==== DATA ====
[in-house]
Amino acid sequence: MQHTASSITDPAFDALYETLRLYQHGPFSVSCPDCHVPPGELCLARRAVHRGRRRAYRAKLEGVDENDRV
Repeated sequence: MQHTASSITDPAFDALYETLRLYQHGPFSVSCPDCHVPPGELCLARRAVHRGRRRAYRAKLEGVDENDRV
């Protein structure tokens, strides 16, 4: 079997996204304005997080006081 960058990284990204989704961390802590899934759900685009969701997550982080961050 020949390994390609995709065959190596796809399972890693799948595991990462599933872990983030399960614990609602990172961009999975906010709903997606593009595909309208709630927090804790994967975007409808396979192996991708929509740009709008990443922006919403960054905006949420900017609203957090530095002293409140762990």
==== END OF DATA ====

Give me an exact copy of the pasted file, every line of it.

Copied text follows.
[in-house]
Amino acid sequence: MQHTASSITDPAFDALYETLRLYQHGPFSVSCPDCHVPPGELCLARRAVHRGRRRAYRAKLEGVDENDRV
Repeated sequence: MQHTASSITDPAFDALYETLRLYQHGPFSVSCPDCHVPPGELCLARRAVHRGRRRAYRAKLEGVDENDRV
């Protein structure tokens, strides 16, 4: 079997996204304005997080006081 960058990284990204989704961390802590899934759900685009969701997550982080961050 020949390994390609995709065959190596796809399972890693799948595991990462599933872990983030399960614990609602990172961009999975906010709903997606593009595909309208709630927090804790994967975007409808396979192996991708929509740009709008990443922006919403960054905006949420900017609203957090530095002293409140762990």